Good timing for a tack in my tyre
Some weeks before this bike experiment was conceived, I registered for a bicycle maintenance workshop. The Gold Coast City Council has a very active program of community workshops and classes, and amongst them is a series devoted to bike-riding. They’re part of the Council’s campaign to promote active travel, encouraging people with the clever prompt to ‘change the way you move’. The outline of the workshop read well, it was nearby and it was free!
I’ve ridden a bike for many years but have never felt very confident about bike maintenance. I know some of the basics about looking after my bike but I’ve always relied on taking it to a bike shop for a regular service. And for flat tyres, well I’ve relied on other people being around to help me change it or pick me up and drive my bike and me home. However, this year I decided I wanted to be more self-sufficient, at least more capable with those skills. Plus I’ve owned my current bike for over two years and never had a puncture. The odds were, one was getting closer.
So last Wednesday, a day scattered with showers that were threatening to wash out the workshop, I gathered with eight other recreational bike-riders, two expert cyclists who were our workshop instructors and one would-be bike-rider who has been a bit unsure about whether bike-riding is for her or not. Oh and there were also two young girls on school holidays who arrived with a tiny white bike wearing beads on its spokes that clicked and clacked as they wheeled it along.
This is what I enjoyed and valued most about this workshop – it was very practical.
The rain held off and for ninety minutes we all stood with our bikes under the shade of a cotton tree learning Better Bike Maintenance. Our instructors Jen Alcorn and Adam started with fitting our helmets properly. Everyone’s helmet was checked and individual adjustments made to ensure each helmet was a firm snug fit. I appreciated this because mine was in fact too loose and, until then, I hadn’t realised. Next we learnt about checking for the right tyre inflation, how to know what inflation is right for your bike (not all tyres are the same) and then everyone applied that knowledge by pumping their tyres with the pumps Jen had brought along.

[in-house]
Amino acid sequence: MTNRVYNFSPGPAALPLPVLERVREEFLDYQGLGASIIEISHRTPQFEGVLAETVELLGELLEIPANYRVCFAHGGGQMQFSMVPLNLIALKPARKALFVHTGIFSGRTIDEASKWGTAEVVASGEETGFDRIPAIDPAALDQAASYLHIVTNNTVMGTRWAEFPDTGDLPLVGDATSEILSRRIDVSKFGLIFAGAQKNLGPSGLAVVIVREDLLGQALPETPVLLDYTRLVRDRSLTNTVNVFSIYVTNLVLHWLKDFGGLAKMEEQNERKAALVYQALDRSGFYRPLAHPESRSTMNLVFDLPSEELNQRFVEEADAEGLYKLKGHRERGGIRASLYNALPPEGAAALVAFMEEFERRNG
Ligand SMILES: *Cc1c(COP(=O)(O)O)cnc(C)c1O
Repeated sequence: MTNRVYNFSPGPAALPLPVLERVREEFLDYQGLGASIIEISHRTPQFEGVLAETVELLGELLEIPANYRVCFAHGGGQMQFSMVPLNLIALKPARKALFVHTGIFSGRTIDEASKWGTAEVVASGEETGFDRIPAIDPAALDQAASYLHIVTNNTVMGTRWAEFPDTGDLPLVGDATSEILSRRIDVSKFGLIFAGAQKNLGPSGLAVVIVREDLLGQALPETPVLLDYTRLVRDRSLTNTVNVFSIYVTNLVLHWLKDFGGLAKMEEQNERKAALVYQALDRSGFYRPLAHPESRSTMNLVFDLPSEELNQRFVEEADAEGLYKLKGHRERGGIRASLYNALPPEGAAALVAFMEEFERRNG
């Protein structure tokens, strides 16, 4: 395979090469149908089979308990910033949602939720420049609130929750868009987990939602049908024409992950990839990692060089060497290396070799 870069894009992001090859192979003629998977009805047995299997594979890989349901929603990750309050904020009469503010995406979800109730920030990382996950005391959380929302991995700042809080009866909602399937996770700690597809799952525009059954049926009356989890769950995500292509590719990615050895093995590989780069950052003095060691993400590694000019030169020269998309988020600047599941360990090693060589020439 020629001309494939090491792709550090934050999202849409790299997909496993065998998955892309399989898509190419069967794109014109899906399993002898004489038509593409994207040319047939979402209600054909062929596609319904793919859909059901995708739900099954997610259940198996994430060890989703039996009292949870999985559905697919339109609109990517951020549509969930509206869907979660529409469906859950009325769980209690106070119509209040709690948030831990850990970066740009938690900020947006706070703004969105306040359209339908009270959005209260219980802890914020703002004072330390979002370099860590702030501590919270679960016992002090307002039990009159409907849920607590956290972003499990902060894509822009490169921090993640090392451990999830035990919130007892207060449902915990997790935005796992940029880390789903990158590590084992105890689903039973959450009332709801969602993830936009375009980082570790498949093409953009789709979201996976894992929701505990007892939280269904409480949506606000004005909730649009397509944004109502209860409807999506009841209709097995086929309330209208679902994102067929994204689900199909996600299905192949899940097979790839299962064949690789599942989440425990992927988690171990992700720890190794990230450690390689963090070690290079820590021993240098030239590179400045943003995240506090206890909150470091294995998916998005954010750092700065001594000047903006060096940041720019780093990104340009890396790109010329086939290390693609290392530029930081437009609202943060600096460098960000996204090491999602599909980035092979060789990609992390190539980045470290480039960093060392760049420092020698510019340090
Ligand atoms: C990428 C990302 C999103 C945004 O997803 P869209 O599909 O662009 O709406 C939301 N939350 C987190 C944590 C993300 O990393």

This is what I enjoyed and valued most about this workshop – it was very practical. I’ve read about bike maintenance and tried it myself but to be guided to apply it to your own bike and learn the intricacies of your own bike with the support of people with expert knowledge was really valuable.
Bikes come in many shapes and sizes. The basics are the same but each has specific features. Those differences might be due to the type of bike – road bike, hybrid, cross-trail, touring bike, all of which were present at our workshop. They might also differ because of specific fittings on the individual bike such as electronic gears rather than manual gears. What this means is that being able to know the peculiarities of your own bike, hands on, is valuable knowledge to have.
By the close of our ninety minute workshop, we’d also stepped through removing the front tyre, removing the rear tyre, everyday maintenance, and emergency repairs like changing a flat tyre. And that brings me to the tack in my tyre. As I removed my rear tyre following the steps Jen and Adam had demonstrated so well, someone noticed a thumbtack firmly pinned into the tread of my tyre.
“Don’t worry”, Adam said, “We’ll be fixing that today!”
And we did! I did!
As Jen pulled out the tack, the air hissed free and the tyre went flat. Then, with a new tube in hand, a pair of tyre levers, plenty of clear guidance from the instructors and a little bit of grunt, I managed to change the flat tyre and have my bike ready to ride home.
It was definitely good timing to find a tack in my tyre. And I now feel a lot more confident about looking after my bike – and me! – when I’m out riding.
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